Despite years of states pumping more money into schools, at least 22 states plus Washington D.C., up through 2017, still had not reached pre-recession funding levels, according to the CBPP. In Alabama, Georgia, Oklahoma, North Carolina, Nevada, Arizona and Florida, funding remains more than 10 percent below pre-recession levels, according to the study. The threat of another recession has school finance analysts warning districts to judiciously spend any extra money they get this year. Set aside money in an emergency fund, they advise, and think twice before giving teachers permanent raises that might be unsustainable.
Title I explained: 5 things educators need to understand about federal money for students in poverty
Nearly every district in the country receives at least some money through Title I, the $15.4 billion federal program to help educate low-income students. Yet few completely understand the formulas used to provide those funds from year to year. Policymakers have long debated ways to update Title I, which dates back to the original Elementary and Secondary Education Act. A National Center for Education Statistics’ report released this month details how big a challenge it will be for Congress to overhaul support for the country’s neediest students. The more than 250-page report is worth a read, but Education Week highlights five critical things to understand.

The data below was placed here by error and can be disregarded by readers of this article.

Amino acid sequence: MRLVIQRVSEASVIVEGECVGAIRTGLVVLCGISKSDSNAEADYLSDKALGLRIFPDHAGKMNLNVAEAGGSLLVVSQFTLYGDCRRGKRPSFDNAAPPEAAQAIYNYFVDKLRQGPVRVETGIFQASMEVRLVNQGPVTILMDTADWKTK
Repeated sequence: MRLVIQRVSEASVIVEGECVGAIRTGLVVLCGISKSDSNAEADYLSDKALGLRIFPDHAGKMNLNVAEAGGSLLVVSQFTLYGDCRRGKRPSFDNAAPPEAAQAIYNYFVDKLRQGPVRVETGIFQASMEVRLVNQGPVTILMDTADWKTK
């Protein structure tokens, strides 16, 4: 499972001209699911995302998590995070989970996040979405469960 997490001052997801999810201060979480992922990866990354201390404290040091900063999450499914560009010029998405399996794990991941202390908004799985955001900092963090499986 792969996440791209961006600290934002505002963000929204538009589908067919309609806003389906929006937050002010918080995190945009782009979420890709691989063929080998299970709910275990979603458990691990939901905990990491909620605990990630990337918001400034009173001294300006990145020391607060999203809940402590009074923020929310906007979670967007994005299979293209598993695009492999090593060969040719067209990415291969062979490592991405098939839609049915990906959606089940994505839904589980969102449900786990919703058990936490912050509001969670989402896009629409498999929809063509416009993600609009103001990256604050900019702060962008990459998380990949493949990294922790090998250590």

Overall, the report found that the federal government gave the most Title I dollars to the most densely and the least densely populated areas – namely, large cities and remote rural areas. While the poorest districts had the highest total Title I allocations per child at about $1,400, and the least-poor districts – those with the lowest poverty – had the lowest total Title I allocations per child, the latter still received more than $1,000 per child. Notably, 95 percent of children helped by Title I dollars are on the receiving end because of a rule that allows schools where more than 40% of enrolled students qualify for Title I to use the funding for all students, regardless of whether they are eligible. That means that even though there are only about 12 million students considered eligible, Title I money ends up flowing to about 25 million students – nearly half of all public K-12 students in the U.S.
New historical federal data shows school spending in recent years continued to climb as state and local sales, income and property tax revenue rebounded. The National Center for Education Statistics this week reported that K-12 revenue was up 3.2 percent between fiscal years 2015 and 2016 and spending in fiscal year 2016 climbed 2.4 percent to around $10,800 per student. The report provides an annual detailed look at the most recently available federal, state, and local spending on districts across the country. While lagging by three years, it shows that K-12 revenue and spending since the recession continued to tick upward for rural, suburban and urban districts across the country.